In an ideal world, everybody would happily donate money to the worthy cause of your choice without expecting more than gratitude.
In the real world, however, people are more likely to give money when they get something in return. That is why events like a bake sale tends to be more successful than outright soliciting.
But a piece of cake isn’t the only way of making people feel that they got value for their money. Let’s take a look at some other good fundraising ideas!
Having a company or business sponsor you is one of the most professional and reliable ways of fundraising. Sponsoring can be for a single occasion, such as buying new jerseys for a sports team, or a long-term arrangement.
In return, companies generally expect some form of promotion. As this implies that the sponsored group approve of the company, you’ll have to watch out whose support you ask for!
There are combinations that may cause raised eyebrows (like a kindergarten sponsored by a brewery), or put your cause’s credibility at risk (like an environmentalist society sponsored by a nuclear power plant!). Aside from avoiding such glaring inconsistencies, you generally shouldn’t accept sponsoring from any business that you wouldn’t recommend to your friends.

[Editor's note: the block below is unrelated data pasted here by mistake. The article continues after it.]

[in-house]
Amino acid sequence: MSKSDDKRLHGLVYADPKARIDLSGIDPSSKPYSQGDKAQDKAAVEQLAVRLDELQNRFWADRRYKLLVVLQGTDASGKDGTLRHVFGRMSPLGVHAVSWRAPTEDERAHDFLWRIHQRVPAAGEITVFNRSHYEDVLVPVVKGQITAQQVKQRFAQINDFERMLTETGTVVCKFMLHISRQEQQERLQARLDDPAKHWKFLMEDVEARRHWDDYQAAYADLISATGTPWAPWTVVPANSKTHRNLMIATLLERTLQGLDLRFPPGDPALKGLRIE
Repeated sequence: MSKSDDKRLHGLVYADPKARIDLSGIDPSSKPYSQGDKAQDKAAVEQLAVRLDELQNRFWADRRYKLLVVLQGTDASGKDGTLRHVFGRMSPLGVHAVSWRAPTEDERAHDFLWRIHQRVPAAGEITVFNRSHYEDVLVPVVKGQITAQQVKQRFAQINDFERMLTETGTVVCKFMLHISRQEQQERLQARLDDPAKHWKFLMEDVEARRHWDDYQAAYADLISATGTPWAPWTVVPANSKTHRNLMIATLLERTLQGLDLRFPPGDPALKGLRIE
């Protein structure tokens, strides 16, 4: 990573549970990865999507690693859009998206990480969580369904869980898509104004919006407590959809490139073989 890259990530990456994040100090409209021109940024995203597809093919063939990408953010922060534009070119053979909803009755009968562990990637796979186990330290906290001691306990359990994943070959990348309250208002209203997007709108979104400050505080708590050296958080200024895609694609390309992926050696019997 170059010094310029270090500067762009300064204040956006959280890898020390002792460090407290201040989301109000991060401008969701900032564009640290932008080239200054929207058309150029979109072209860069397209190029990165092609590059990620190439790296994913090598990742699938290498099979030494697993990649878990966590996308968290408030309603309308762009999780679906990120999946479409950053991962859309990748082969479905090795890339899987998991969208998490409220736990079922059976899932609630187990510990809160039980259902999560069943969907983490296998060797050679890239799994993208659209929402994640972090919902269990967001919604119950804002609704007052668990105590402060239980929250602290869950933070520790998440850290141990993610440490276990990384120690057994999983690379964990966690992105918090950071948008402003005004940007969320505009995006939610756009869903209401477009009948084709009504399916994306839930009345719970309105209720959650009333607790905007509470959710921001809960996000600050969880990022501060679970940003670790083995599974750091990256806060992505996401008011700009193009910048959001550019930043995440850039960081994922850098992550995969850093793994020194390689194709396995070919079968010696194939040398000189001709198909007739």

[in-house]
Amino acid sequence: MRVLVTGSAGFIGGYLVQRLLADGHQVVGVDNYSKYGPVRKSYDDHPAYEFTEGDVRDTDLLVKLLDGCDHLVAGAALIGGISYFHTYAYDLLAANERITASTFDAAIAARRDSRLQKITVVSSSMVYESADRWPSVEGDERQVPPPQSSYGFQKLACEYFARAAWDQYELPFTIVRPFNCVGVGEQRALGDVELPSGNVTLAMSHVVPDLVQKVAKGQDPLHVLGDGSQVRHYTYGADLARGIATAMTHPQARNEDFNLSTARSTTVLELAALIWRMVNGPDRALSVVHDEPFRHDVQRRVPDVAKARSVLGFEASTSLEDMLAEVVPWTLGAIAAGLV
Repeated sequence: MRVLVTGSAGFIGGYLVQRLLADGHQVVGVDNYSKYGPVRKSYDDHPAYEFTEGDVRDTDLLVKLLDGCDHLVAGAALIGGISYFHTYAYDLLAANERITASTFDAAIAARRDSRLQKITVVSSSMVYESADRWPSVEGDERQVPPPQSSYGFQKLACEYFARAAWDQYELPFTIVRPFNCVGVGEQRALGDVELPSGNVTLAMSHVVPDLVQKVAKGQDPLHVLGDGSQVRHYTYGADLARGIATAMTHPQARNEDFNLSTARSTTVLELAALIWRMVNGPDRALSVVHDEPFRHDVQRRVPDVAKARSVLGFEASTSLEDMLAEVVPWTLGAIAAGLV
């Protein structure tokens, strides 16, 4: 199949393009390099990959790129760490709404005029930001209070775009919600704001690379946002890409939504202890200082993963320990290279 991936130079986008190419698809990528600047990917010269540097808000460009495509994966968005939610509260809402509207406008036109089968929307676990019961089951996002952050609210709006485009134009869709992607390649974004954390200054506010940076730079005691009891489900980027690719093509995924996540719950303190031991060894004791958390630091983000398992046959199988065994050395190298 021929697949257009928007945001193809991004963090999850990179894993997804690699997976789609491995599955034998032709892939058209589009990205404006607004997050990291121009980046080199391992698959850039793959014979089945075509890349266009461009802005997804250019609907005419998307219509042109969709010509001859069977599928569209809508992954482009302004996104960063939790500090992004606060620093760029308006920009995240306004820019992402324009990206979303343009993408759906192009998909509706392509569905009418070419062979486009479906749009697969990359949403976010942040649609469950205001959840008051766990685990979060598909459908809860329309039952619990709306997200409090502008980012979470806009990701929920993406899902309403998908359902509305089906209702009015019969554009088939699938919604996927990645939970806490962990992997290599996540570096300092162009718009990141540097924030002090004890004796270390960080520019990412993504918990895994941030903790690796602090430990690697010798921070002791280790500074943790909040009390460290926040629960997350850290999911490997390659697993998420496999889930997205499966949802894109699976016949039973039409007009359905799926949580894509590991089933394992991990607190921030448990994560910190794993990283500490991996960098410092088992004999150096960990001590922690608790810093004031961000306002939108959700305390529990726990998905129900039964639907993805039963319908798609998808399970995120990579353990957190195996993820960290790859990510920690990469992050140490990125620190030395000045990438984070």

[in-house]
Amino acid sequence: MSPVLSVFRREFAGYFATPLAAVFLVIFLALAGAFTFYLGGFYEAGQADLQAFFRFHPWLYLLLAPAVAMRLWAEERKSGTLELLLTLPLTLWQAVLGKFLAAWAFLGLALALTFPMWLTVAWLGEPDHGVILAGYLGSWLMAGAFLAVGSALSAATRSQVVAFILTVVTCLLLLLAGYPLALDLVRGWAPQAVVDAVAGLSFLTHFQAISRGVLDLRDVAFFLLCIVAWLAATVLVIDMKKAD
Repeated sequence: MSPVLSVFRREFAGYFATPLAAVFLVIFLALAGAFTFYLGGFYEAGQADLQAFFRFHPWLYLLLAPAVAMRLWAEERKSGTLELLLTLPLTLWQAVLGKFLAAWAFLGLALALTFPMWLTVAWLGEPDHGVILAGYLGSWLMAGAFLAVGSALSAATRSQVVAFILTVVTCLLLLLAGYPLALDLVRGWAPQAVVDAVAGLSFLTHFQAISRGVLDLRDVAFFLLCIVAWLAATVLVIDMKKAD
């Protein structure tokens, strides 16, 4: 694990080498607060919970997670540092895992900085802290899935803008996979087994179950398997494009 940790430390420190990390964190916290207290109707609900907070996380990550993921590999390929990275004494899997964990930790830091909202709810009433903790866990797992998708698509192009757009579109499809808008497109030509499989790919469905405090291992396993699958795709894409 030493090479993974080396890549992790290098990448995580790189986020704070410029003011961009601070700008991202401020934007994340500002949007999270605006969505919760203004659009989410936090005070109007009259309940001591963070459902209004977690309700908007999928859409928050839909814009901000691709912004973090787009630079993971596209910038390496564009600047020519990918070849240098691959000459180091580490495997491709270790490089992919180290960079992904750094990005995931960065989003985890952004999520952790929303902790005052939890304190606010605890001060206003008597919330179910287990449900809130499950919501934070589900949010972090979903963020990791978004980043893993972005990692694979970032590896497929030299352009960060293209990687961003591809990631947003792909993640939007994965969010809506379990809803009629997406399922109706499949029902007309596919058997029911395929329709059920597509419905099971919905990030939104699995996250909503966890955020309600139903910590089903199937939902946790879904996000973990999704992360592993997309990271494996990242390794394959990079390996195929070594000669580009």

For active groups with many enthusiastic members, a good fundraising opportunity is holding a sale of some sort. There are three basic types of fundraising sales:
- Selling donations, such as cakes and cookies at a bake sale, arts and crafts at a craft sale, or used stuff at a jumble sale.
- Selling volunteer work, such as a charity car wash. Also works with lawn-mowing, weeding and other chores that everybody can do but few people enjoy.
- Selling fun. Typical examples are “Bessie Bingo” or a dunk tank.
Instead of selling those donated goods, you can also hold a raffle.
The advantage is that you don’t need so many donations – some tickets just aren’t winning tickets. The disadvantage is that there are winners and losers. Some people may not like their prizes, while others will be disappointed that they didn’t win anything at all. However, when you cannot get enough donations to warrant a bazaar, a raffle is a great chance to make good use of what you’ve got.
Charity Shows & Matches
Putting on an art show, play or concert is a great fundraising idea for schools, youth clubs, theatre groups or the like, while sports clubs are predestined to play charity matches. Even groups that don’t have any talented performers of their own can tap in on people’s hunger for entertainment – by organising a charity pub quiz or talent show.
Money can be raised by charging admission, selling popcorn, doughnuts and hot dogs to spectators, and by having a (modest) entry fee.
However you decide to go about your fundraising, you’ll always require donations – whether it’s money, time, goods or volunteer work. Be prepared to tell people why your charity is worthy of their support and how they’ll benefit from contributing. As long as you’re convinced of your cause, you can convince others, too.